At halfcourt, one fan's shot at glory.
Byline: Bob Welch There are a number of famous people of this name including:
As he launched the $10,000 shot from midcourt of the Los Angeles Los Angeles (lôs ăn`jələs, lŏs, ăn`jəlēz'), city (1990 pop. 3,485,398), seat of Los Angeles co., S Calif.; inc. 1850. Sports Arena on Thursday night, Southern Cal student Nate Erickson knew it was going in.
It was destiny, wasn't it? Well, anyone who knew his secret knew it was destiny. Anyone who knew what lay beneath. Beneath, that is, his yellow "Trojan Fever" shirt.
This, after all, wasn't any ordinary halftime. It was halftime of the USC-Oregon game and this was Nate Erickson, the kid who had grown up in Eugene.
The rules for the Nike Free Nike Free is technology developed by Nike, Inc. and Gerard Hartmann and incorporated into some of their athletic shoes. Nike Free simulates barefoot running while wearing a shoe. Tuition Shoot-Out were simple - or so Erickson thought. Twenty-five seconds to make four shots: a layup, a free throw, a 3-pointer and a 42-foot shot from halfcourt. Make them within 25 seconds and you win $10,000 worth of college tuition The examples and perspective in this article may not represent a worldwide view of the subject.
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College tuition .
Nobody had done it in four years. But Erickson, a freshman public relations public relations, activities and policies used to create public interest in a person, idea, product, institution, or business establishment. By its nature, public relations is devoted to serving particular interests by presenting them to the public in the most major in USC's Annenberg School for Communication There are two schools named Annenberg School for Communication.
At first, his nerves hissed at him: Miss! He barely made the layup. But he nailed the free throw and the 3-pointer, then headed for midcourt, his confidence renewed. He could do this. Just as he'd done last year at a football pep rally at Berkner High in Richardson, Texas Richardson is a suburb in Dallas County and Collin County, Texas. As of the 2000 census, the city had a total population of 91,803, while according to a 2006 estimate, the population had grown to 99,200. , and won a couple of Dallas Mavericks The introduction of this article is too short.
To comply with Wikipedia's lead section guidelines, it should be expanded. tickets.
"As soon as I made the three I knew I was going to win it," he said later. "I was on fire."
He had about 10 seconds left. He launched the shot, this guy who had once attended Life Lutheran School Lutheran schools and education were a priority for Lutherans who emigrated to the United States and Australia from Germany and Scandinavia. One of the first things they did was to create schools for their children. at 18th and Hilyard. This guy whose mother had majored in journalism at the UO. This guy who, growing up, moved around the country but never lost his love for the Ducks.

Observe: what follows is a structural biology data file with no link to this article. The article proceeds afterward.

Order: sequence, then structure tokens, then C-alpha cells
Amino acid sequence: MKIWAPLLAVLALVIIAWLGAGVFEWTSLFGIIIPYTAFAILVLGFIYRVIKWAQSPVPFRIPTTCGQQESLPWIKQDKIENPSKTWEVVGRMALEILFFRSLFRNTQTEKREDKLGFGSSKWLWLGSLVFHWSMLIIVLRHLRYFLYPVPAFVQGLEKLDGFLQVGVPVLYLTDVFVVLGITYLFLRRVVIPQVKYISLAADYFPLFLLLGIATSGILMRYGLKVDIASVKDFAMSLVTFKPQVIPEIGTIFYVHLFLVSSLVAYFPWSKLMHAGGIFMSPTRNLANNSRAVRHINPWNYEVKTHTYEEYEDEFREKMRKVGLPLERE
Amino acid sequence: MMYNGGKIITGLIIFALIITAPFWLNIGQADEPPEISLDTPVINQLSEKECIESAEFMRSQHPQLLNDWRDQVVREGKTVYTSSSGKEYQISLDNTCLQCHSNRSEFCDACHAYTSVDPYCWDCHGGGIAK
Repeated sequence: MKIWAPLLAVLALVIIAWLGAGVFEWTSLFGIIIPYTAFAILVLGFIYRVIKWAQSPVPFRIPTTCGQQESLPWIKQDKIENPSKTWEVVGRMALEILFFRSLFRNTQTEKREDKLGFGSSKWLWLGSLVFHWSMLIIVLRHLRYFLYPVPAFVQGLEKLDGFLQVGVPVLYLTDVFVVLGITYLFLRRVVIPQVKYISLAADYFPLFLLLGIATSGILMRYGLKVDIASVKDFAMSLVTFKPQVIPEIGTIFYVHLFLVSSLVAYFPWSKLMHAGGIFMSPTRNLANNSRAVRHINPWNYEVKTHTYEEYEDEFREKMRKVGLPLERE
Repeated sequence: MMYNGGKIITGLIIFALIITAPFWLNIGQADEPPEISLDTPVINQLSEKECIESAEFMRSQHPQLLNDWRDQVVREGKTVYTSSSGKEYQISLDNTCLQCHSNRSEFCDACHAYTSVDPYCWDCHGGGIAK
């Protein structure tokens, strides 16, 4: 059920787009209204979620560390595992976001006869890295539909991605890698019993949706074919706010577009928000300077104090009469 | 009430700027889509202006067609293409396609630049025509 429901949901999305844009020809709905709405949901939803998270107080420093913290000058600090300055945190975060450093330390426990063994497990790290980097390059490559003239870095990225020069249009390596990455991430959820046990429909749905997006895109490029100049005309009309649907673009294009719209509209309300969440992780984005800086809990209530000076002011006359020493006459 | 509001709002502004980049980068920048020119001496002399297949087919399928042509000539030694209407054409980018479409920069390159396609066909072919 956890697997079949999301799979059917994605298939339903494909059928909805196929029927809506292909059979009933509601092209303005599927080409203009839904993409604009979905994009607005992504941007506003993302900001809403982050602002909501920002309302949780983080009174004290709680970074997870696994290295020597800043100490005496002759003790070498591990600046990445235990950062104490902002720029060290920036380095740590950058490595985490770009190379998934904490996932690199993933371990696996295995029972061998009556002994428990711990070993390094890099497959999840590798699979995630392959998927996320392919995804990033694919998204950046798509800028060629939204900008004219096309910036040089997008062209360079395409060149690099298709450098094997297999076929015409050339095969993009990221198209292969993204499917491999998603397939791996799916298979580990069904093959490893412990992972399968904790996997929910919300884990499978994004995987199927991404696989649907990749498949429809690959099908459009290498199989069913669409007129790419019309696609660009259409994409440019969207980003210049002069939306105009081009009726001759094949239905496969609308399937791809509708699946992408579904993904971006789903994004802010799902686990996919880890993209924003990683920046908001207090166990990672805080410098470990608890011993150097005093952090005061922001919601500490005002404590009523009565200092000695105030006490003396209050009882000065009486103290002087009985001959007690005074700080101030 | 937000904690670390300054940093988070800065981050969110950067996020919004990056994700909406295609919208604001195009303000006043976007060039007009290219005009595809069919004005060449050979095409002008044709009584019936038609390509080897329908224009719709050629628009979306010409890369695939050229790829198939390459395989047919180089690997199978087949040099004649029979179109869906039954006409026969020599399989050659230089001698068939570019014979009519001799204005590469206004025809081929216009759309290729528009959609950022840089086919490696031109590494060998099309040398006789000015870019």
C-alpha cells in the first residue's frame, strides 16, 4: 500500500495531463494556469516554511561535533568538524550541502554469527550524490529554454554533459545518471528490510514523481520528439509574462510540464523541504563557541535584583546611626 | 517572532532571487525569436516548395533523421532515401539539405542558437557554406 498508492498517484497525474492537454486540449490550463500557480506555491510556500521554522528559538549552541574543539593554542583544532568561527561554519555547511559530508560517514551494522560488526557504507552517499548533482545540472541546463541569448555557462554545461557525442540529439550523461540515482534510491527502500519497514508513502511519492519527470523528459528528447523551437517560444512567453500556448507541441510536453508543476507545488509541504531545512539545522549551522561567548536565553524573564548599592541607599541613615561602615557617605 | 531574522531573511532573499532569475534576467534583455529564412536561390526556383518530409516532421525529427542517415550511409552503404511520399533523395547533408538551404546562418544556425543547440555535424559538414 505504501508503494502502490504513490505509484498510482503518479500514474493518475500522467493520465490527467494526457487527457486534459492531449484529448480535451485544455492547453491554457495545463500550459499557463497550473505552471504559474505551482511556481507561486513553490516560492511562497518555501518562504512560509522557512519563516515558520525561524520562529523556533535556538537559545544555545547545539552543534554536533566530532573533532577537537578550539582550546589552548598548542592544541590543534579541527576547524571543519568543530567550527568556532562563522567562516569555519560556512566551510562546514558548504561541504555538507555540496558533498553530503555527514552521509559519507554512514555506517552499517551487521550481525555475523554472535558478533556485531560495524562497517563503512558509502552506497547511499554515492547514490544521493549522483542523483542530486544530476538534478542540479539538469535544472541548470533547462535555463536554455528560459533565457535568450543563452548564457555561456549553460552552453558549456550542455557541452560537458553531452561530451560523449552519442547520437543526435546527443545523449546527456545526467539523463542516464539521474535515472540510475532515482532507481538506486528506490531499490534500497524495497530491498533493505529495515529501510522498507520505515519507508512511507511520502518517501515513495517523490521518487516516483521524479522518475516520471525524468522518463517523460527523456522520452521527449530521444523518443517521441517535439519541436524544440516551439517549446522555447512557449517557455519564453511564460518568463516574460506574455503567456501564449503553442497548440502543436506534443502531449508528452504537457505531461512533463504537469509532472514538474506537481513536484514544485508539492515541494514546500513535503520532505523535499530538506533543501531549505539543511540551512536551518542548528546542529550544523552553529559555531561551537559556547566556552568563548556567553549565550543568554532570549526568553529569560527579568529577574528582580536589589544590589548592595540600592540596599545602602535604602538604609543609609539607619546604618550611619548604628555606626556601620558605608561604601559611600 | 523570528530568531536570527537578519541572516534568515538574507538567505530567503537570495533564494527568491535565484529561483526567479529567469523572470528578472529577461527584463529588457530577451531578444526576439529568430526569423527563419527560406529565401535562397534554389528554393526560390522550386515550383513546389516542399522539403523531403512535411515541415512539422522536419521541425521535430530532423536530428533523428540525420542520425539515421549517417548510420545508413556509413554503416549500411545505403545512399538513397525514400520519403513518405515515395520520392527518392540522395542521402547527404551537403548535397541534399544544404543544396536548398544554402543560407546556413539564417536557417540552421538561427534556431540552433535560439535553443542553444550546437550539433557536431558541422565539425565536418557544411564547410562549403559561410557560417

He listens to Jerry Allen's broadcasts over the Web. He has traveled to Starkville, Miss., to watch Oregon play football against Mississippi State, and to Eugene, last fall, to watch the Ducks play USC An abbreviation for U.S. Code. . And as a high school senior, he scheduled his college visits at Stanford and California on the weekends Oregon was playing the schools in basketball.
Ultimately, he had decided to attend USC based on his desire to be a sports announcer - and because it was able to provide more scholarship money than Oregon. But he knew where his true loyalties lay.
In fact, before flinging the midcourt shot, he pointed to some of his friends in the USC section, almost in Babe Ruthian fashion, as if to guarantee what was about to happen.
Thud. The ball bounced hard off the backboard back·board
1. A board placed under or behind something to provide firmness or support.
2. A board placed beneath the body of a person with an injury to the neck or back, used especially in transporting the person in such a way , not even hitting the rim. The crowd, at 2,725 meager mea·ger also mea·gre
1. Deficient in quantity, fullness, or extent; scanty.
2. Deficient in richness, fertility, or vigor; feeble: the meager soil of an eroded plain.
3. to begin with, responded with a collective groan.
But wait. The ball was bouncing right back to Erickson. There was still time on the clock.
Scott Phillips 'Scott Phillips' can refer to:
Erickson grabbed the ball, made sure he was behind the line and fired again. The buzzer went off when the ball was in the air, meaning he'd gotten the shot off in time.
It hit the backboard and shot through the net. Good! The crowd erupted. The announcer intoned in·tone
v. in·toned, in·ton·ing, in·tones
1. To recite in a singing tone.
2. To utter in a monotone.
1. some sort of "Attaboy at·ta·boy
Used to show encouragement or approval to a boy or man: Attaboy! That's the way to hit a home run!